The Supreme Court on Tuesday asked the Bihar government to release the break-up of the caste survey’s findings to allow people to challenge the inferences drawn from the data, PTI reported.

On October 2, the Bihar government had released the findings of its caste survey, revealing that the Other Backward Classes and the Extremely Backward Classes constituted more than 63% of the state’s population.

The survey had also found that Bihar’s population was about 13.07 crore. Of this, the Extremely Backward Classes, at 36%, were the largest social segment followed by the Other Backward Classes at 27.13%.

The population of the Scheduled Castes stood at 19.7% and the Scheduled Tribes at 1.7%. Bihar’s general population accounted for the remaining 15.5%.

Based on the findings of this survey, the Bihar Assembly in November unanimously passed a bill to increase caste-based reservations in education and government jobs from 50% to 65%, crossing the ceiling set by the Supreme Court.

The government has explained that since another 10% Economically Weaker Sections quota is effective under a different Act, it will not be a part of the current reservation matrix. With the 10% reservations for the Economically Weaker Sections, the total quotas in the state will increase to 75%.

This is well past the 50% limit set by the Supreme Court in 1992 for total caste-based reservations.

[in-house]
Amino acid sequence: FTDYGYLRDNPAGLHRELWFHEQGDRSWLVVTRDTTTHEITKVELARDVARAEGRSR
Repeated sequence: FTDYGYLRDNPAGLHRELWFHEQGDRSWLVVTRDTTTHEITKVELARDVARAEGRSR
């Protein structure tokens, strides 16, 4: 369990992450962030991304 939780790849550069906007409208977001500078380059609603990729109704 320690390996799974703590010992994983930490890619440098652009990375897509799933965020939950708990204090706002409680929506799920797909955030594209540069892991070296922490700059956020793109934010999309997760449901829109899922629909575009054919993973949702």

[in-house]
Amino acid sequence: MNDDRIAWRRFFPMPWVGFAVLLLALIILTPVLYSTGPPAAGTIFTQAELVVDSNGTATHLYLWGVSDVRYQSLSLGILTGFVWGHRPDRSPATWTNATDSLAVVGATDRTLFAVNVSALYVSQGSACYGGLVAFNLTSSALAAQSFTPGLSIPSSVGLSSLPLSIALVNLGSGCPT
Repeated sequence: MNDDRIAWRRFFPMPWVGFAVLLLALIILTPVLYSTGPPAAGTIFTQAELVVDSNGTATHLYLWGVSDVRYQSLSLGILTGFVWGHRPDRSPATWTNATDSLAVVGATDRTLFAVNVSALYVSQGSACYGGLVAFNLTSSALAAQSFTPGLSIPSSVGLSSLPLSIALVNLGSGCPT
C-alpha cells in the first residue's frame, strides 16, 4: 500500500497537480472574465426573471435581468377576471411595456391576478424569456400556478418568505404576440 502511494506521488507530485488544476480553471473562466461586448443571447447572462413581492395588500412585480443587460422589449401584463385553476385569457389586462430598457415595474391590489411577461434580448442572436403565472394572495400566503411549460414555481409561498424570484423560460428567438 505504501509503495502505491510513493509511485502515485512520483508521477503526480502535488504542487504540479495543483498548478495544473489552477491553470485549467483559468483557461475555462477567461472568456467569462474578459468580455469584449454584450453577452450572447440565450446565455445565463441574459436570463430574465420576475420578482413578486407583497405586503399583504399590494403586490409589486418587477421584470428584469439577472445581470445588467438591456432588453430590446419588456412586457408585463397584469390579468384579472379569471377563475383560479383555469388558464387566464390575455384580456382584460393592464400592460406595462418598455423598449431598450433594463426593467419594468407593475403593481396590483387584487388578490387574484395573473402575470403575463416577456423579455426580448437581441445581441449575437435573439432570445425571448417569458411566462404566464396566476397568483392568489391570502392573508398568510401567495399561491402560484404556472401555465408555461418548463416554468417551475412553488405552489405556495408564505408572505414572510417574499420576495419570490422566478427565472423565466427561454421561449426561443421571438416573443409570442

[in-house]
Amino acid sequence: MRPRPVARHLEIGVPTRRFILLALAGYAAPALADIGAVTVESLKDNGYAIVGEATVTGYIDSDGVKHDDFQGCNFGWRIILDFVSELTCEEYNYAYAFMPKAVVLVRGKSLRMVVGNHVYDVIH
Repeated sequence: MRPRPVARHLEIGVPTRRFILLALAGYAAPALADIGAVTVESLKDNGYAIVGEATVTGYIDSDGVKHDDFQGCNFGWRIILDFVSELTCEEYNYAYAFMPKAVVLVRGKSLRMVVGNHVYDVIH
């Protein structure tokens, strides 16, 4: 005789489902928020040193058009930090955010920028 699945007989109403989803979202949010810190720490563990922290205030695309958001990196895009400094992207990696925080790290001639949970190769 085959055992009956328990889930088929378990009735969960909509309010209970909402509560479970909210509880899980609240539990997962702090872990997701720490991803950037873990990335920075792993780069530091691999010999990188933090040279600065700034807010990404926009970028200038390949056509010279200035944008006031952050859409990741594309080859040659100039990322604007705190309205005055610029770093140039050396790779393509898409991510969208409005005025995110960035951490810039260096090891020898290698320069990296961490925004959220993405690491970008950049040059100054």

On Monday, a division bench of Justices Sanjiv Khanna and Dipankar Datta were hearing petitions by non-governmental organisations Youth For Equality and Ek Soch Ek Prayas that are challenging the Patna High Court’s decision to uphold the caste survey.

The petitioners have argued that the survey was equivalent to a census exercise that only the Centre can carry out according to the Constitution.

Senior advocate Raju Ramachandran, appearing for Ek Soch Ek Prayas, sought an order that would stop the state government from acting on the findings of the survey.

“We wish to argue for interim relief once we place the census report on record,” he said. “The urgency is that the report is being implemented, and reservation has been increased. This has been challenged before the Patna High Court.”

However, the court refused to grant the petitioner’s request and said that it is concerned about the unavailability of the breakdown of the survey data in the public domain.

“What I was concerned about more than [the] census report is that the breakdown of data is not normally made available to the public, which leads to a lot of problems,” LiveLaw quoted Khanna as saying. “The question is to what extent can the government withhold the breakdown of the data?”

In response, senior advocate Shyam Divan, appearing for the Bihar government, said that the survey is available in the public domain and it had already been shared in the state legislature as well.

He added that the government was still working on the data compiled in the survey and information is made available to the public as and when an analysis is completed.

“No, that would be a problem,” The Hindu quoted Khanna as saying. “The break-up of data should normally be made available because if someone wants to challenge a particular inference, that chance should be given.”

This comes after the Supreme Court in October refused to stop the Bihar government from acting on the findings of its caste survey.

The state government, led by Chief Minister Nitish Kumar’s Janata Dal (United), had started the caste survey in January 2022 after the Union government said it will not undertake such an exercise for other than the Scheduled Castes and the Scheduled Tribes as part of the Census.

Also read: How findings of the Bihar caste census push the BJP into a corner